One way of doing this would be to move the three DataGroups Customer_Desk_A, Customer_Desk_B and Customer_Desk_C out of the EURUSD_Gold DataGroup and into the EURUSD_Silver DataGroup.
An even simpler way, however, would be to just move the EURUSD_Gold DataGroup itself into the EURUSD_Silver DataGroup, resulting in the following structure:
This structure could be used while the gold level publisher of EURUSD prices remains inactive. Once the publisher of the gold level data restarts, the EURUSD_Gold DataGroup can be removed from the EURUSD_Silver DataGroup (for if it were not removed, the users expecting gold level EURUSD prices would now receive both gold and silver level prices).
It is typical (though not necessary) for a process which publishes data to DataGroups to be independent of the process that manages DataGroup structures and DataGroup membership of end-user DataStreams. This allows the logic for these two very different responsibilities to be separated.
A Universal Messaging client (typically, but not necessarily, a simple consumer
) may initialise a DataStream-enabled session, making it eligible for membership in one or more DataGroups
. Such a client is considered a DataStream.
Note that DataStreams do not determine the DataGroups of which they are members; their membership is determined by clients with the appropriate permissions (see DataGroup
Event Dictionaries provide an accessible and flexible way to store any number of message properties for delivery within a Universal Messaging event
Event Dictionaries are quite similar to a hash table, supporting primitive types, arrays, and nested dictionaries.
allows subscribers to receive only specific subsets of a channel's events by applying the server's advanced filtering capabilities to the contents of each event's dictionary.
Universal Messaging's Enterprise Manager is a powerful GUI management tool that allows you to control, configure and administer all aspects of any Universal Messaging realm or clusters of realms.
When you connect to a Universal Messaging realm in the Enterprise Manager, all resources and services found within the realm namespace are displayed in a tree structure under the realm node itself. It is also possible to connect to and view multiple Universal Messaging realm servers from a single Enterprise Manager instance.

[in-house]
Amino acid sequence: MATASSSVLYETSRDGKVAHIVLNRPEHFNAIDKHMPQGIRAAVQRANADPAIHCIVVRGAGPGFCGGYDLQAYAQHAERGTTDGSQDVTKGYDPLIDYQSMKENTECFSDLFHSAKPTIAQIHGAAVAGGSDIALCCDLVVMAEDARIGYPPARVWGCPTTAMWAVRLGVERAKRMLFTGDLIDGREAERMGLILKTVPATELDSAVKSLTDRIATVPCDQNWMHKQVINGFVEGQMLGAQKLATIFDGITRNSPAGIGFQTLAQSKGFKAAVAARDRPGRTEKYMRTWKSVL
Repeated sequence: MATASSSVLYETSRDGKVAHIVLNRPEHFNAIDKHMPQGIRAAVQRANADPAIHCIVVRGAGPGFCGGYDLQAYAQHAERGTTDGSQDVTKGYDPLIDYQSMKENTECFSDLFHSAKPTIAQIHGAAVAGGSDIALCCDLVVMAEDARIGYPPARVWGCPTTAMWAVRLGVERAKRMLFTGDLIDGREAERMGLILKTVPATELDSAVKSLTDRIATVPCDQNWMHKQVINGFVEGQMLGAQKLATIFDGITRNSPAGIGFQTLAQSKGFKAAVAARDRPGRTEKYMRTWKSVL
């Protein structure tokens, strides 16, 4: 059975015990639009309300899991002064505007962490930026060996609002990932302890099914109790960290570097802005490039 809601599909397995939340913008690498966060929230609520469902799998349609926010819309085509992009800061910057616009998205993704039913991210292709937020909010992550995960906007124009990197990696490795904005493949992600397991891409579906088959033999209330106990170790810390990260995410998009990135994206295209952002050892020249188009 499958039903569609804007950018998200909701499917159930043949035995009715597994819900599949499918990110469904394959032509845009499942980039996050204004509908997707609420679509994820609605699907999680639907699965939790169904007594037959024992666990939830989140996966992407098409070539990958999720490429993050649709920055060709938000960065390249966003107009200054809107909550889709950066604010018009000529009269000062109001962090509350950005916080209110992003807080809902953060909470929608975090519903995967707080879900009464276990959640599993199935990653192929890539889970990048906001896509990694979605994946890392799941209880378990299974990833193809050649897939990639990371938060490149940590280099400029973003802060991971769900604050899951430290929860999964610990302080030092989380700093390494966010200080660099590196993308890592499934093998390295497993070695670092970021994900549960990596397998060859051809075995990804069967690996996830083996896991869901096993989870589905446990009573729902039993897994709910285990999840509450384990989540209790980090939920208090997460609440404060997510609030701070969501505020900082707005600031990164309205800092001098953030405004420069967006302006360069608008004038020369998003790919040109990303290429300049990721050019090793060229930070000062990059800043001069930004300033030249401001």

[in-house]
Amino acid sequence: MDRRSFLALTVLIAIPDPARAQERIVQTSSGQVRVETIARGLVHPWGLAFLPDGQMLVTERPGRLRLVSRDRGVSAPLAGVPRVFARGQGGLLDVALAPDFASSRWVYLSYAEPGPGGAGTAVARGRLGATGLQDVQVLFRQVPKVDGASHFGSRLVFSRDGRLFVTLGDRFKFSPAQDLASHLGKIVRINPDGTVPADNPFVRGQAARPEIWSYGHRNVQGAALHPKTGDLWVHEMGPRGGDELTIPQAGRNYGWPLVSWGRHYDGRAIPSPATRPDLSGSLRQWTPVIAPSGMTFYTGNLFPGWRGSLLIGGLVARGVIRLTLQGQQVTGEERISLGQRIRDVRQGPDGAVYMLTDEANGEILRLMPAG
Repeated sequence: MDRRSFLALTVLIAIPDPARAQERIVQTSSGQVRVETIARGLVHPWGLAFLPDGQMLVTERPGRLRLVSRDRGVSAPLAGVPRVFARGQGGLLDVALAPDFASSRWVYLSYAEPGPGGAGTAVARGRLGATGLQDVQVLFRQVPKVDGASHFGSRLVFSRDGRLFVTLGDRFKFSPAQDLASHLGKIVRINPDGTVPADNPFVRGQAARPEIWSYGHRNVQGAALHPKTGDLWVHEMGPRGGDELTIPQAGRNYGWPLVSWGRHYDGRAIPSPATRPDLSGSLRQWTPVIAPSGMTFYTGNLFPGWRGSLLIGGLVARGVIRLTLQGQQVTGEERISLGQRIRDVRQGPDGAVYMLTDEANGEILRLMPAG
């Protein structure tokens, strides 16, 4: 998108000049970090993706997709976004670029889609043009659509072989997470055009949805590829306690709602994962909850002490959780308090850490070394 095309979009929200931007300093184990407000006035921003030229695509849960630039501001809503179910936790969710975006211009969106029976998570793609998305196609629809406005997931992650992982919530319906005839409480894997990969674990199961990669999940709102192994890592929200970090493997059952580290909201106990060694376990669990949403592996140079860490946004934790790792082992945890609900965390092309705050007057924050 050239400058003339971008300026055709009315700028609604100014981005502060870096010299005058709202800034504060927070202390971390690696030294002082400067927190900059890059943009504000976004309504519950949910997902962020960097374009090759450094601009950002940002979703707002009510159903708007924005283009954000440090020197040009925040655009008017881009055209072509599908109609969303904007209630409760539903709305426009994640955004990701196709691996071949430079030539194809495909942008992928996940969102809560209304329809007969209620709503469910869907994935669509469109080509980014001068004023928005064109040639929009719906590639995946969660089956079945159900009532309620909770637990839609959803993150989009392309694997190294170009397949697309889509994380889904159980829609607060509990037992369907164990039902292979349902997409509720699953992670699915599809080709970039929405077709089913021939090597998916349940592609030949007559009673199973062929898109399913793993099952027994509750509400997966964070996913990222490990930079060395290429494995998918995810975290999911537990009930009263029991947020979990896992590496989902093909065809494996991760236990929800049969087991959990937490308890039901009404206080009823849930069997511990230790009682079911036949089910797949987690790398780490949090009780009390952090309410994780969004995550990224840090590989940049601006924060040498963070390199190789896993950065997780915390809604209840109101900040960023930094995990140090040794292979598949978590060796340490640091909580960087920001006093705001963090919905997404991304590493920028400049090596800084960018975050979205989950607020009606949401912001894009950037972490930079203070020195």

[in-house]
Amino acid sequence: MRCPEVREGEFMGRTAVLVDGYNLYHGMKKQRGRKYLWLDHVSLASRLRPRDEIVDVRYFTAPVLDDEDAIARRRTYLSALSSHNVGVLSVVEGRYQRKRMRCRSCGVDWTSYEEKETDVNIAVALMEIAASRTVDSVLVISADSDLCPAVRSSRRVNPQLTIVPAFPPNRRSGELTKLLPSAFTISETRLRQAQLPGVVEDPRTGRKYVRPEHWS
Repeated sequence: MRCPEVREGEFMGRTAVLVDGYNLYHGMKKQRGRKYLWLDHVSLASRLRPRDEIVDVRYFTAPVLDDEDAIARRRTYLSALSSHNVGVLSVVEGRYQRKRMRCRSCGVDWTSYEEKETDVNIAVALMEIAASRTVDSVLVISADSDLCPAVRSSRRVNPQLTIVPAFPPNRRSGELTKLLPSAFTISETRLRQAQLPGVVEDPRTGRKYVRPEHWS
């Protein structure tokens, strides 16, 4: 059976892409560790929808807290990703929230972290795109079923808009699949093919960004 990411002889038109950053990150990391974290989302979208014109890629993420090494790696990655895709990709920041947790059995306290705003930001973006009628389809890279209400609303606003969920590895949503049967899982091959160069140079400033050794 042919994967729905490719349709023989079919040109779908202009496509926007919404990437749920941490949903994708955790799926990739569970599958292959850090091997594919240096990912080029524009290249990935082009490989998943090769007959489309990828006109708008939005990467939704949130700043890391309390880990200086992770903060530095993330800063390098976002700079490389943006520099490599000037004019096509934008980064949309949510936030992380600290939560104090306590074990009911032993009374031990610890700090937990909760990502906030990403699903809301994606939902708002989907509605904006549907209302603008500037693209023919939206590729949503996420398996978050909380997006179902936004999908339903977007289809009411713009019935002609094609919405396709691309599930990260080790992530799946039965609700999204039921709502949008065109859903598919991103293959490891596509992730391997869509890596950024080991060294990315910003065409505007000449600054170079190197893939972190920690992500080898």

Enterprise Manager is completely implemented using the Universal Messaging Management API, so any of its features can be easily integrated into bespoke or 3rd party systems management services.
An event is the message object in which a publisher
inserts data to be published. Events are published to either a Universal Messaging channel
, peer-to-peer service
. From there, it is passed on to consumers
. Events are language agnostic, which means that clients using different languages can interact seamlessly.
An event may be a simple byte array or contain more complex structures such as dictionaries
, Google Protocol Buffers, JSON or JMS events.
Note: the terms "event" and "message" are used interchangeably throughout this documentation.
Universal Messaging provides a server side filtering engine that allows only events
meeting certain criteria to be delivered to consumers.
Standard filtering, as defined by JMS, allows events to be evaluated based on the value of the dictionary
keys prior to delivering the event to the consumer. Universal Messaging supports not only standard filtering, but also filtering based on arrays and nested dictionaries contained within event dictionaries. There is no limit to the depth of nested properties that can be filtered.
Universal Messaging events can contain not only an event dictionary and a tag, but also a byte array payload of data. Universal Messaging consequently supports a yet more advanced form of filtering based on the content of the byte array data itself. In addition, filtering is possible based on time and consumer location.
Although there is no specific limit to the size of events that can be published to Universal Messaging, from a network perspective it is usually more efficient to publish several smaller messages than one large one.
Publishers using the Universal Messaging Enterprise APIs can choose to transparently fragment large events into smaller chunks for publishing. The Universal Messaging client API will transparently reconstitute the event at delivery.